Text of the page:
Why is Abe Lincoln’s Axe Philosophy Important to Your Financial Strategy?
03 Jul 2017
We love educating and inspiring people here at PII. Through our retirement classes, multiple radio shows, and TV show, our advisors are getting questions and having conversations with 5 to 10 new people each week. Here’s a sample of some of the questions we’re getting from people:
- “I received a buy-out letter from our company pension, what should I do?”
- “I’m retiring this year, when should I take Social Security?”
- “Should we be doing anything different financially to get ready for retirement?”
I always like to answer these questions by borrowing a line from our company President Jeff Johnston: “If we work together over the next 20 years, let’s spend the time and prepare to get it right!” Jeff is referring to our confidential “Premier Discovery Meeting.” It’s a confidential meeting that collects all of your financial facts and personal goals. This gets us prepared to draw up our initial “Premier Blue-Print” which is the first version of your financial plan. Jeff doesn’t mind me borrowing this line, as I’m sure he borrowed it from Abe Lincoln! Honest Abe once said about preparation, “If I had 6 hours to chop down a tree I would spend the first 4 sharpening my axe!”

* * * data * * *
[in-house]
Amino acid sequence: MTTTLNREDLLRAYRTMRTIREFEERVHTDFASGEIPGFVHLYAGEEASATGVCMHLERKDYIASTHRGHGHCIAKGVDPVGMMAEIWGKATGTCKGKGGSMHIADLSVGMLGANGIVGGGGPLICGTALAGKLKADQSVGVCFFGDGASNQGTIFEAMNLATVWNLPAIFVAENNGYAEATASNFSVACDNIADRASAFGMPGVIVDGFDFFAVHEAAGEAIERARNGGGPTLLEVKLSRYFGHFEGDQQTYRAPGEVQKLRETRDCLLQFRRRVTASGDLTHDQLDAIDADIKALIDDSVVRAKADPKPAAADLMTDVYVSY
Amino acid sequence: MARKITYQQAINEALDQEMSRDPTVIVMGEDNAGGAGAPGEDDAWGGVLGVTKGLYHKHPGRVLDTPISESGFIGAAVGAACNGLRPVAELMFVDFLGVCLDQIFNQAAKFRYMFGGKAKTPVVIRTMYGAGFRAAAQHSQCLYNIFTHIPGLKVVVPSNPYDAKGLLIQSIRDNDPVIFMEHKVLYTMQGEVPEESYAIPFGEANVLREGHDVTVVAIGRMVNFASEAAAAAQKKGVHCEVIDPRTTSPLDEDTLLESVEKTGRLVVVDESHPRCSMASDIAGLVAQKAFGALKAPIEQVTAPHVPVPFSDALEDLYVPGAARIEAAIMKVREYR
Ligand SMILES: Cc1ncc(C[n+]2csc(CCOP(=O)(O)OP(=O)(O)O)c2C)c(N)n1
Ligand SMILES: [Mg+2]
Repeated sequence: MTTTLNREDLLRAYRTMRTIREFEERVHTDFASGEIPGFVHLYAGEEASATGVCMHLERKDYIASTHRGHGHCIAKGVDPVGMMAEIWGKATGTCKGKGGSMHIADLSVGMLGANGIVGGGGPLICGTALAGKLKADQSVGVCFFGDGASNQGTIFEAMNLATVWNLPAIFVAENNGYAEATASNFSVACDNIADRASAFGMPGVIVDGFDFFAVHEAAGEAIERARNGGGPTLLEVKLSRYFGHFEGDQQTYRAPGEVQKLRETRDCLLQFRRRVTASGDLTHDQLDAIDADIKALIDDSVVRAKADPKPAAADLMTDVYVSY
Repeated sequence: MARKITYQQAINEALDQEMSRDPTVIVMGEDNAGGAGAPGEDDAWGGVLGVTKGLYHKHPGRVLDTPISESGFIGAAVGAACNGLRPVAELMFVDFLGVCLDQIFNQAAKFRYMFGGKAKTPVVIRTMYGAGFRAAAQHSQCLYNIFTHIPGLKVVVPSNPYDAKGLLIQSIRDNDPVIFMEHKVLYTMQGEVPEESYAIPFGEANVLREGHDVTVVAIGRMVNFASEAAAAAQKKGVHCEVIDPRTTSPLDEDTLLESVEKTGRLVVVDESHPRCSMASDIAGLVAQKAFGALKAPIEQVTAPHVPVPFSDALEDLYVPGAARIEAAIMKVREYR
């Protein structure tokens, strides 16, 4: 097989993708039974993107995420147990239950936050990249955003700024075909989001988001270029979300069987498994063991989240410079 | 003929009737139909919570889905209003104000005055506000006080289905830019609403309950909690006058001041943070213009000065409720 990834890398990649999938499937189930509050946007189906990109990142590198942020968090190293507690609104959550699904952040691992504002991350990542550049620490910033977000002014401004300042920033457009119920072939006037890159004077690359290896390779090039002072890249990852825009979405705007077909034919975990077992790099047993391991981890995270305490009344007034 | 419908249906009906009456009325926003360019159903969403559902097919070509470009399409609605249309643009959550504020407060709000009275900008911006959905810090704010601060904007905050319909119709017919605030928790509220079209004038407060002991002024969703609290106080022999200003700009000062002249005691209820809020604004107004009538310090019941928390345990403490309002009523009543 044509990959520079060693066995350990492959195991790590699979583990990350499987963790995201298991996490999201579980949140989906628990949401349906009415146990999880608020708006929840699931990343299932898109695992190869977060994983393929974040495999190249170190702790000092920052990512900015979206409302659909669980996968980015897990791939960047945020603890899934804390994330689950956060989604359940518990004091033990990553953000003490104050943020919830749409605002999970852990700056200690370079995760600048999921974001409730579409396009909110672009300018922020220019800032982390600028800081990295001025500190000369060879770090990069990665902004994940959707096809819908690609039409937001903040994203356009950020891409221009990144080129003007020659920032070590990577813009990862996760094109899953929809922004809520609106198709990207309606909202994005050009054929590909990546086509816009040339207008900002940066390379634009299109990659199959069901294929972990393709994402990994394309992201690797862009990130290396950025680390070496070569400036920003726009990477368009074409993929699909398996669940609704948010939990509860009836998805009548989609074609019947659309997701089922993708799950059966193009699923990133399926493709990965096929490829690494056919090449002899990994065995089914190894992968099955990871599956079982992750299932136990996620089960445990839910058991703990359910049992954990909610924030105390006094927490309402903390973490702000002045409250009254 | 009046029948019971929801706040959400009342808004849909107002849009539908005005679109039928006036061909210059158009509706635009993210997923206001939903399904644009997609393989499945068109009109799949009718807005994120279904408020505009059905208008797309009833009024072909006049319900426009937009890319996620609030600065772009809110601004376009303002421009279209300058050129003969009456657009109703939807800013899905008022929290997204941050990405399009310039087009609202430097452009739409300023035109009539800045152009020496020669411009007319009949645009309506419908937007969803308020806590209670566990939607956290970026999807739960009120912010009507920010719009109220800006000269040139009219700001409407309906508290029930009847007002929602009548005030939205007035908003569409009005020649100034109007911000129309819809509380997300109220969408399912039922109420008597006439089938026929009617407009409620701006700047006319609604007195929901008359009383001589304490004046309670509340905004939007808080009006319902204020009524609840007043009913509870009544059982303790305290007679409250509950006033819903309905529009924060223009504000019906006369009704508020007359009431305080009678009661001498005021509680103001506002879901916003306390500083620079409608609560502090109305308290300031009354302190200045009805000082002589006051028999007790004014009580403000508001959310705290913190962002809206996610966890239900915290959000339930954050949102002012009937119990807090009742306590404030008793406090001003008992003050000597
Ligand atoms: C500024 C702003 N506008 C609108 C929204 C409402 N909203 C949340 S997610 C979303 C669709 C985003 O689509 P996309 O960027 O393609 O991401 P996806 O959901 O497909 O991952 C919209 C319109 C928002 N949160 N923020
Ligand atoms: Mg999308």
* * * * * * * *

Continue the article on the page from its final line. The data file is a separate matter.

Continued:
I also like the Aesop story of the goat and the fox entitled “Look Before You Leap!” I usually say on our AM600 radio show: “Having any financial strategy is better than having no strategy at all!” Let’s look at an example of having no financial strategy. I really like the 2012 TED talk by Professor Schlomo Bernartzi from the UCLA Anderson School of Management (available free on YouTube) Professor Bernartzi said that the average household spends $1,000 a year on lotteries. He also asks the audience members, “How many of you spend $1,000 on lotteries?” No hands go up. He then adds, “That tells us that the people outside of this room are spending more than $1,000 to get the average to $1,000.” This is just one example of common money mismanagement among many Americans.
So, what’s your financial strategy? Are you spending most of your time sharpening the axe or are you still chopping at the tree?